To say that Leonard Babb is a huge Charger fan is an understatement. Not only is he large in stature, his love and hope for your San Diego Chargers exceeds his size.
I’m so hyped to do this interview and give other Bolt fans a unique perspective from a former high school and collegiate player that dominated on both sides of the ball. Albeit Mesa College, this man has playing experience. I hope you enjoy this interview as much as I have. He has a view on football and your Chargers that I feel is worth reading about. Let’s go!
P.S. For the first time in #FanPerspective history, both myself and Thomas Powell will be firing off questions. Oops. Len didn’t know until right now. Let’s do this!
Booga: When did you first become a Charger fan?
Len: I became a Charger fan in the mid-80’s. My dad was a Charger fan and it was clear that I had no choice but to love the Chargers. He had been a fan since the Bolts playing in Balboa Stadium.
Thomas: Did you play football at a young age? And if so, what position did you play? And who did you want to model your game after as a youngster?
Len: Yes, I played high school ball. I modeled my game after Reuben Davis. His ability to clog the middle and take up blockers showed me exactly what I needed to as defensive linemen.
Booga: Had you ever met him?
Len: Yes. My first thought was, “Oh my God. That’s the biggest man I’ve ever seen.” And I’m not a small dude. And I wasn’t then.
Thomas: Where were you during 1994? And what were you doing during the Charger run to their only Super bowl?
Len: I was a freshman in high school, my parents were invited to a party regarding the AFC Championship game. It was nerve-racking considering that no one gave us a chance. But, I always had faith in my Chargers.
Booga: Sticking to that game, how impressive was that play by Dennis Gibson?
Len: Having that play in mind, I believed then that it was the greatest play ever.
Thomas: Let’s move on to this year’s draft. Which selection did you like the most? And which choice did you not like?
Len: I loved the Verrett pick. The Chargers needed a playmaker that can come in and contribute in the defensive secondary. The pick I didn’t like was the Tevin Reese choice. His inability to catch the ball and small size made me shudder. I wanted Marquise Lee to be a Charger. I love the fit and I feel as though he’d have been the optimal fit with our offense.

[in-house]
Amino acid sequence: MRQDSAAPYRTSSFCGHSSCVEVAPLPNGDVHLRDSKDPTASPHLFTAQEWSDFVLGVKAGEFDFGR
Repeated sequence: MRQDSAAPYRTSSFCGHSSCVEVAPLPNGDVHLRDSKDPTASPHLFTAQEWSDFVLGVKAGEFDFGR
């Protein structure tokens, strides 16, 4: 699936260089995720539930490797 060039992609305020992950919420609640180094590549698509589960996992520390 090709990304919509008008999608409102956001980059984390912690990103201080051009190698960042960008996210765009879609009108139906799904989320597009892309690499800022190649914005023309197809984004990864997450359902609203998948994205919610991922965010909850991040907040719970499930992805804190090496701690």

Booga: Who is your favorite Charger of all-time? And who is your favorite player now?
Len: My favorite Charger of all-time was Junior Seau. So sorry to hear about his family and fans having to deal with his loss. My favorite current Charger would have to be Donald Butler. Having been a defensive-predominant player as a player, I tend to go toward the defensive side of the ball.
Thomas: From year one to year two, there’s a huge step going from being a rookie to a sophomore in the NFL. Which player do you think steps up to have an even better year in 2014?
Len: Keenan Allen, without a doubt. Despite a strong rookie year, I believe his sophomore campaign will explode and provide the Charger offense with even more firepower.
Booga: Knowing that you’re a giant WWE fan, does Shawne Merriman make sense in the WWE?
Len: NO. Because the physicality of the NFL differs incredibly from that of the WWE.
Thomas: What difference do you think the Frank Reich offense will bring in 2014 compared to the Ken Whisenhunt offense from 2103?
Len: Rivers seemed to move more, and check down often. When, he who must not be named, ran an offense in San Diego, it was stale and predictable. But I’m not overly concerned about having Reich as an offensive coordinator.
Thomas: Who is the best Charger draft pick in the history of the Bolts?
Len: I’d have to say Junior Seau. And here’s why, taking nothing away from LT, but Seau’s knowledge of the game and his ability to play through injury make him an easy decision when answering this question. Remember the visor and the parka look? I was extremely disappointed. But that moment made it easy to answer this question. Even had he gone into the game as a decoy, I would have had trouble answering this. But, moments like that, made this a clear response.
Booga: So, here’s my next question…. are you not a LaDainian Tomlinson fan?
Len: Best running back in the history of the Chargers. Bar none. His 2006 season was epic.